IBM has announced a new PowerLinux server called the 7R4. The 7R4 is basically the Linux version of the Power 750 server and is a step up from the existing 7R1 and 7R2 servers. The 7R4 has 4 sockets and 32 CPU cores. The 7R4 is expected to be available from August 23, 2013.
The 7R4 is from the same Power Systems architecture as the IBM Watson system, which itself runs Linux. It is designed to be highly scalable, and is capable of processing large quantities of structured and unstructured data. It can run 4 threads per core; this is opposed to Intel, which currently runs 2 threads per core.
The 7R4 supports the use of EnterpriseDB Postgres as the database software. There are built-ins that enable Postgres to run many existing Oracle applications with little change. IBM’s flagship database product DB2 is supported on the 7R4, as one might expect. According to IBM, around 98% of Oracle-based applications can also run on DB2.
There are a couple of competitors for the niche that the 7R4 is expected to occupy. One of these is Oracle. The equivalent Oracle server is likely to be a SPARC-basedserver. With the 7R4, IBM is attempting to make some inroads and potentially have customers migrate away from using Oracle database software. The other competitor is HP. HP has a range of similar type servers in the Proliantclass.
The Linux distribution used is RHEL or SUSE. At this stage, these are two supported distributions. The minimum version of RHEL used is 6.4, while for SUSE it is Linux Enterprise Server 11 SP2.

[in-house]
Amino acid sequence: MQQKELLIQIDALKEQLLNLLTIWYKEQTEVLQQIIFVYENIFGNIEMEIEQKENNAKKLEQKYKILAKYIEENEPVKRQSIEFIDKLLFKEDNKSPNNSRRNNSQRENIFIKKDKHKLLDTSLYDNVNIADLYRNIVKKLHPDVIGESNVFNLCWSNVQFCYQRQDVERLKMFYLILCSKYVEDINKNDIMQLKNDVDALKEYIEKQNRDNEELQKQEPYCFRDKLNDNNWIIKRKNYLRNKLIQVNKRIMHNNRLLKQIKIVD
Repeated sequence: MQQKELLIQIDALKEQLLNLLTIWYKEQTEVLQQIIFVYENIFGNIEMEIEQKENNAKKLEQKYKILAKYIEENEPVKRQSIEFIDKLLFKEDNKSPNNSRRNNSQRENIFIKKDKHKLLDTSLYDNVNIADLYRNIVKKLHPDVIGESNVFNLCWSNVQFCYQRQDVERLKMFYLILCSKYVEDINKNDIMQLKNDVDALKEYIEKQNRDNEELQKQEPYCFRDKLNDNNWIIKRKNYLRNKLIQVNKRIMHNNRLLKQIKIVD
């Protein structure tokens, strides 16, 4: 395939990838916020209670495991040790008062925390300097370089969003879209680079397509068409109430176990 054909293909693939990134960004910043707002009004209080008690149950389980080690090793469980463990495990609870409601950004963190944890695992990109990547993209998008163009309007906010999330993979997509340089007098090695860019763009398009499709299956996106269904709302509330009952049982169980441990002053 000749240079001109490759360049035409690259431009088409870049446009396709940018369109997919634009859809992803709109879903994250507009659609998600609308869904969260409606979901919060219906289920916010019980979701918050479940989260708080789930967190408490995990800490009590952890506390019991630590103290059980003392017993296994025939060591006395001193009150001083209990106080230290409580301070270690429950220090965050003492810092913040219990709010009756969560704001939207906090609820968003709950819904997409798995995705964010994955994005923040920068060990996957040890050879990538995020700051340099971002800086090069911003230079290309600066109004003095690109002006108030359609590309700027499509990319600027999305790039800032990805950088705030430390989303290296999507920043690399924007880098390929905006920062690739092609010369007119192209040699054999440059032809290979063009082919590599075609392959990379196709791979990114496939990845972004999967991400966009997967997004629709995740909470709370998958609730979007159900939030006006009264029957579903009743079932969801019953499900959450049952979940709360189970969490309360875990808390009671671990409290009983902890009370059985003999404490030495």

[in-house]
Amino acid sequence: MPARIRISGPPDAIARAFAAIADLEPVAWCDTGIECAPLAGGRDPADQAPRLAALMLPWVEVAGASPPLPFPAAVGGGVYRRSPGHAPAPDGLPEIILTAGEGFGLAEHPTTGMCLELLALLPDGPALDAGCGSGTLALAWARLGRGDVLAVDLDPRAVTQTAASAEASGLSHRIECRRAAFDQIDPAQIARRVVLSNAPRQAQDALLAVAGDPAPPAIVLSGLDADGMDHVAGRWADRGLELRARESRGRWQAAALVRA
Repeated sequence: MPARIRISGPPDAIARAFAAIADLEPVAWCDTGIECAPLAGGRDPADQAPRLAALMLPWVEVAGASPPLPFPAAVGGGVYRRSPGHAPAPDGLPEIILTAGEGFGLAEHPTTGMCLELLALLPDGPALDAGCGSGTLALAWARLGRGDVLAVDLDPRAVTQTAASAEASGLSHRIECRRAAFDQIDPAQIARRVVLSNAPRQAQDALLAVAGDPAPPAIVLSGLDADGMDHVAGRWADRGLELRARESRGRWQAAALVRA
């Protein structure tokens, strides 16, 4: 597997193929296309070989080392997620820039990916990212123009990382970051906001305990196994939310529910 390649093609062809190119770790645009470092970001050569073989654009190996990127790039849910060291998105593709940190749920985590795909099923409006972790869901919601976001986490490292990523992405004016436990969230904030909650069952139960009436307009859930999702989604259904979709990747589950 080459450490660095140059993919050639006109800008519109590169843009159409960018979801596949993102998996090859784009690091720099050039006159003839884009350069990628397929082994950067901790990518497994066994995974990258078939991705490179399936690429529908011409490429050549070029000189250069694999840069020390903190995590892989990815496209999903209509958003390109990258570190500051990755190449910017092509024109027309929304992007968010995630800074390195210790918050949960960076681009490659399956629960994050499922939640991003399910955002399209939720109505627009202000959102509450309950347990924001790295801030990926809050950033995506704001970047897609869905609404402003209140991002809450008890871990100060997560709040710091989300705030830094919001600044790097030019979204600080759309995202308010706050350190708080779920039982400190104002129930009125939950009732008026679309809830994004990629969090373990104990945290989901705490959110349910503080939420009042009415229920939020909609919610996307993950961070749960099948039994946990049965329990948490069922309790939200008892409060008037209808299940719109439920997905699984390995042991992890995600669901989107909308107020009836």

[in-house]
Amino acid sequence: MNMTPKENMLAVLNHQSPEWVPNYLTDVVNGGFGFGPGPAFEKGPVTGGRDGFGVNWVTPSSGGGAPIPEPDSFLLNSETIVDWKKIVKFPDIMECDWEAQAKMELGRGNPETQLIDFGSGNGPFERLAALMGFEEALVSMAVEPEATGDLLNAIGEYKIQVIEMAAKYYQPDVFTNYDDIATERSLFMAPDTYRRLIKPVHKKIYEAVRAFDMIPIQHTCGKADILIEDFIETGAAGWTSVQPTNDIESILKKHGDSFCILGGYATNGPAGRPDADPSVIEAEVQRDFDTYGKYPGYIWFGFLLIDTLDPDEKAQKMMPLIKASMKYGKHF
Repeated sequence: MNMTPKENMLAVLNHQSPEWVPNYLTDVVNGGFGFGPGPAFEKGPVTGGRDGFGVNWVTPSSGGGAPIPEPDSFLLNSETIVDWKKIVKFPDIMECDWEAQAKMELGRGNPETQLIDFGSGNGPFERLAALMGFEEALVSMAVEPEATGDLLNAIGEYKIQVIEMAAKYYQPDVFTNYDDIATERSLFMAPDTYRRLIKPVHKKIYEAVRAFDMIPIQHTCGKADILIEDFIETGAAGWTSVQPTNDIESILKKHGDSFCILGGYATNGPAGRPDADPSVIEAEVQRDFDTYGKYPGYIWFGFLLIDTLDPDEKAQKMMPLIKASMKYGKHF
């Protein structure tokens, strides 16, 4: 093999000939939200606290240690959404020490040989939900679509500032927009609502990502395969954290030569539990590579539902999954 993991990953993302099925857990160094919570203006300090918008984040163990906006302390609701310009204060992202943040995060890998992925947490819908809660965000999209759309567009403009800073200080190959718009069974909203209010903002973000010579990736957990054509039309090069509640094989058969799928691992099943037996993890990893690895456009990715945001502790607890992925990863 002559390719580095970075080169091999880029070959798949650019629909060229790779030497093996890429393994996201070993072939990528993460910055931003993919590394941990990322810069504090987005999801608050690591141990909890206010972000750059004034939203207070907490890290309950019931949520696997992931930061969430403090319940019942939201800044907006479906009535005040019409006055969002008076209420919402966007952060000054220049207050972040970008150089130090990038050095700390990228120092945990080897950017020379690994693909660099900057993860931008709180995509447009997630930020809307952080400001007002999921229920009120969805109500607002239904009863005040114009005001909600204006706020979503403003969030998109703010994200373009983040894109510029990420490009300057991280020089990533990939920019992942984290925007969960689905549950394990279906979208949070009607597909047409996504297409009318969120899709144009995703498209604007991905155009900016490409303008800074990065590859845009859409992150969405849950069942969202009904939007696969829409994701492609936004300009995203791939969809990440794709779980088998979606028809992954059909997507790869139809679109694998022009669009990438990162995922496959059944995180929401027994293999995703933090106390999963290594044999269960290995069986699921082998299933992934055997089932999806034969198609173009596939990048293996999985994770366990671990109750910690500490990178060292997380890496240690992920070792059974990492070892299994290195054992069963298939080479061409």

Whilst the server can be connected to a SAN, some applications may see benefit from running purely on internal drives. However, the server has only 6 internal bay slots. This suggests that connection to a SAN will be useful for working through large datasets that may outstrip the internal drive bay capacity. Connection to a SAN, in any case, can provide other types of redundancy, such as hardware RAID and storage virtualization.
The release of the 7R4 may be one way that IBM can establish a bridgehead in the Linux server market whilst simultaneously keeping costs down. It does mark a further step down the road for Open Source software, with the use of Postgres being emphasized as a particular selling point.
Scott Reeves has worked for Hewlett Packard on HP-UX servers and SANs, and has worked in similar areas in the past at IBM. Currently he works as an independent IT consultant, specializing in Wi-Fi networks and SANs.